I need to amend my divorce decree to say that my child born during marriage is not my husbands child..How do I do that?

Married in Ohio 1996 separated in 1998, had a child in 2000 not by my husband, divorced in 2004. I did not put that I had a child during the marriage on the divorce decree so I need to amend it to say so. What do I need to do now because I live in Georgia?

Detroit, MI -

Attorney Answers (3)

Henry S. Gornbein

Henry S. Gornbein

Divorce / Separation Lawyer - Birmingham, MI
Answered

Talk to an attorney where you reside. Does the divorce decree name the child? If not, then the decree would not have to be amended. Are there issues regarding child support? Paternity? You are raising some interesting and important questions. You need to talk to a local attorney where you reside. Good luck to you.

Henry Gornbein

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Mark L. Gantz

Mark L. Gantz

Divorce / Separation Lawyer - Dearborn Heights, MI
Answered

Assuming your Divorce Judgment was in Michigan, you would have to file a Motion to Amend Divorce Judgment, and serve your ex-husband with a copy. If you are represented by an attorney, the court has discretion to allow you to testify by telephone. If your ex-husband will cooperate, you could try to file a consent order with the court. It is not clear from your question as to why you need to do this. Why not file for paternity of the child in the state where the child presently resides? I suspect that any court that deals with the paternity of your child, will want to make sure that the biological father of your child acknowledges paternity, so that someone will be on the hook for child support. Good luck to you.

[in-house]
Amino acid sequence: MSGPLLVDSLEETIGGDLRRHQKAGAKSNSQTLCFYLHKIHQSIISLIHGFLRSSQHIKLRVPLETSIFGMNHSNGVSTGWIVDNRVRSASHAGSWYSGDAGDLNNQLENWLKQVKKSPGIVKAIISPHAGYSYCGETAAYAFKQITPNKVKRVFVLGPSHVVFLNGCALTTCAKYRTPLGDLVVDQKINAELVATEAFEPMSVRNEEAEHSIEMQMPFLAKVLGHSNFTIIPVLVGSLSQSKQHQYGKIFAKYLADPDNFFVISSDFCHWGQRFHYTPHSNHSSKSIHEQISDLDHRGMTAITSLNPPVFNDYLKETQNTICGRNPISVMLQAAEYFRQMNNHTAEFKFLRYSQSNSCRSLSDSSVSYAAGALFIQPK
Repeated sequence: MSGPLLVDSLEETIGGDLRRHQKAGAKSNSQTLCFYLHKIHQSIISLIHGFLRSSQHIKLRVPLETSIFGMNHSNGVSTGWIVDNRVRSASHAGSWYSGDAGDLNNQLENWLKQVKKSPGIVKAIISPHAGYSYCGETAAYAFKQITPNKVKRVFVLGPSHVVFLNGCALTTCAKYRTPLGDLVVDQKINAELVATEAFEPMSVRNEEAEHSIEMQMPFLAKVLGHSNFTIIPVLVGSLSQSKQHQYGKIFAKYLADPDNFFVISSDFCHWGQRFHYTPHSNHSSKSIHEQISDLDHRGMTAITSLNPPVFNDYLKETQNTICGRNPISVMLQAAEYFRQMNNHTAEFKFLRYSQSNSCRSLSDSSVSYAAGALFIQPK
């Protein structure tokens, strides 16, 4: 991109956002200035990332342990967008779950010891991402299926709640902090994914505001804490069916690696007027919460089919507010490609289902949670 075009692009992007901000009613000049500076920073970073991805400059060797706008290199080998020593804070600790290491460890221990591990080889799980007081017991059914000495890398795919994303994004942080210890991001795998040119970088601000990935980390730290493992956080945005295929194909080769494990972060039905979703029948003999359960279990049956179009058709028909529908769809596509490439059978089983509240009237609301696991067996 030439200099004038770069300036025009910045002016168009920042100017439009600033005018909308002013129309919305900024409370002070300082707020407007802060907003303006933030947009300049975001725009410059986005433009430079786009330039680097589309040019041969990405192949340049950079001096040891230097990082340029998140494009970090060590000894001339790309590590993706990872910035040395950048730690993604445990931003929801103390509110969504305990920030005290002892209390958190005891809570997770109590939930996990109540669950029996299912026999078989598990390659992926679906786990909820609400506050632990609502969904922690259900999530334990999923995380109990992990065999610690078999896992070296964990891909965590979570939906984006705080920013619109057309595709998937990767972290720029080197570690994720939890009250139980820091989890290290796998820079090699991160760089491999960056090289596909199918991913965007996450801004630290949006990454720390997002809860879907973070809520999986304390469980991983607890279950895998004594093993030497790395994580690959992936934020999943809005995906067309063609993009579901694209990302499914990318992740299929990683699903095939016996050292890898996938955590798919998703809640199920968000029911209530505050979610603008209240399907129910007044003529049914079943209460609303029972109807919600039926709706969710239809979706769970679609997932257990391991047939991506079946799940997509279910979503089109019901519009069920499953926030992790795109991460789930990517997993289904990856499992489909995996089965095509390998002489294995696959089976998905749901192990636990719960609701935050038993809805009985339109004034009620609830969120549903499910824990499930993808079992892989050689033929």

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Christopher Jay Harding

Christopher Jay Harding

Divorce / Separation Lawyer - Dallas, TX
Answered

Without more information, this is quite hard to answer.

First, normally the Court where the decree was entered is the proper court to ask to modify the decree, but with a child involved, you must look to the home state of the child, typically defined as where the child has lived (domiciled) the last six months.

Second, many states have high hurdles to cross to do this type of thing, because it is so hard on the child. For example, a man can be adjudicated to be the father even if he is not the biological father, and there is nothing he can do to change that under some situations.

Third, this is going to affect child support. Just an aside really, but something to think about.

You really should speak to an attorney in the state the child has lived the past six months. Set up a meeting and take that decree with you. Explain the situation. Good luck.

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